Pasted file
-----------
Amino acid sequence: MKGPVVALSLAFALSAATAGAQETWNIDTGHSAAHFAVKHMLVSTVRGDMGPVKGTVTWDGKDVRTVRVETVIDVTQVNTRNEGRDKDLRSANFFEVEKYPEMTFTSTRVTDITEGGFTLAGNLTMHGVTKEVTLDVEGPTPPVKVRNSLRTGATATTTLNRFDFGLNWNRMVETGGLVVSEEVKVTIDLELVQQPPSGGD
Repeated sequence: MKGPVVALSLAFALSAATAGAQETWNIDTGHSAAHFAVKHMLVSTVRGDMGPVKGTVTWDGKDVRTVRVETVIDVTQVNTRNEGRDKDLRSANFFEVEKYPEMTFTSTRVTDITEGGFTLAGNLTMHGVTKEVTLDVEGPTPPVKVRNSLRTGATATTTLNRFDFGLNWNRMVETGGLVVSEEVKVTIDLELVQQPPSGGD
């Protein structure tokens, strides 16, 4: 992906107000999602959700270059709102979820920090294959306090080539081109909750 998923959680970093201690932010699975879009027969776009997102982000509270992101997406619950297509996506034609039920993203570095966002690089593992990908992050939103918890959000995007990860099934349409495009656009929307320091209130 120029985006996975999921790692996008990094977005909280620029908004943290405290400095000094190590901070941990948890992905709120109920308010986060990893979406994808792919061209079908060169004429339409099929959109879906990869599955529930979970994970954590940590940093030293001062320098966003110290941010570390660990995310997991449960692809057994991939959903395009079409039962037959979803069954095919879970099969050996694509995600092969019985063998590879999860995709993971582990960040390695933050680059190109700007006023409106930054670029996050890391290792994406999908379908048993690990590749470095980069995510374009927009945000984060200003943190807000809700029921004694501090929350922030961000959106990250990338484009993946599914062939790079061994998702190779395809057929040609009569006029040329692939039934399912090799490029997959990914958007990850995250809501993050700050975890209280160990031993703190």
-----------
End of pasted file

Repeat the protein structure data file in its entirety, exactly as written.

Amino acid sequence: MKGPVVALSLAFALSAATAGAQETWNIDTGHSAAHFAVKHMLVSTVRGDMGPVKGTVTWDGKDVRTVRVETVIDVTQVNTRNEGRDKDLRSANFFEVEKYPEMTFTSTRVTDITEGGFTLAGNLTMHGVTKEVTLDVEGPTPPVKVRNSLRTGATATTTLNRFDFGLNWNRMVETGGLVVSEEVKVTIDLELVQQPPSGGD
Repeated sequence: MKGPVVALSLAFALSAATAGAQETWNIDTGHSAAHFAVKHMLVSTVRGDMGPVKGTVTWDGKDVRTVRVETVIDVTQVNTRNEGRDKDLRSANFFEVEKYPEMTFTSTRVTDITEGGFTLAGNLTMHGVTKEVTLDVEGPTPPVKVRNSLRTGATATTTLNRFDFGLNWNRMVETGGLVVSEEVKVTIDLELVQQPPSGGD
């Protein structure tokens, strides 16, 4: 992906107000999602959700270059709102979820920090294959306090080539081109909750 998923959680970093201690932010699975879009027969776009997102982000509270992101997406619950297509996506034609039920993203570095966002690089593992990908992050939103918890959000995007990860099934349409495009656009929307320091209130 120029985006996975999921790692996008990094977005909280620029908004943290405290400095000094190590901070941990948890992905709120109920308010986060990893979406994808792919061209079908060169004429339409099929959109879906990869599955529930979970994970954590940590940093030293001062320098966003110290941010570390660990995310997991449960692809057994991939959903395009079409039962037959979803069954095919879970099969050996694509995600092969019985063998590879999860995709993971582990960040390695933050680059190109700007006023409106930054670029996050890391290792994406999908379908048993690990590749470095980069995510374009927009945000984060200003943190807000809700029921004694501090929350922030961000959106990250990338484009993946599914062939790079061994998702190779395809057929040609009569006029040329692939039934399912090799490029997959990914958007990850995250809501993050700050975890209280160990031993703190």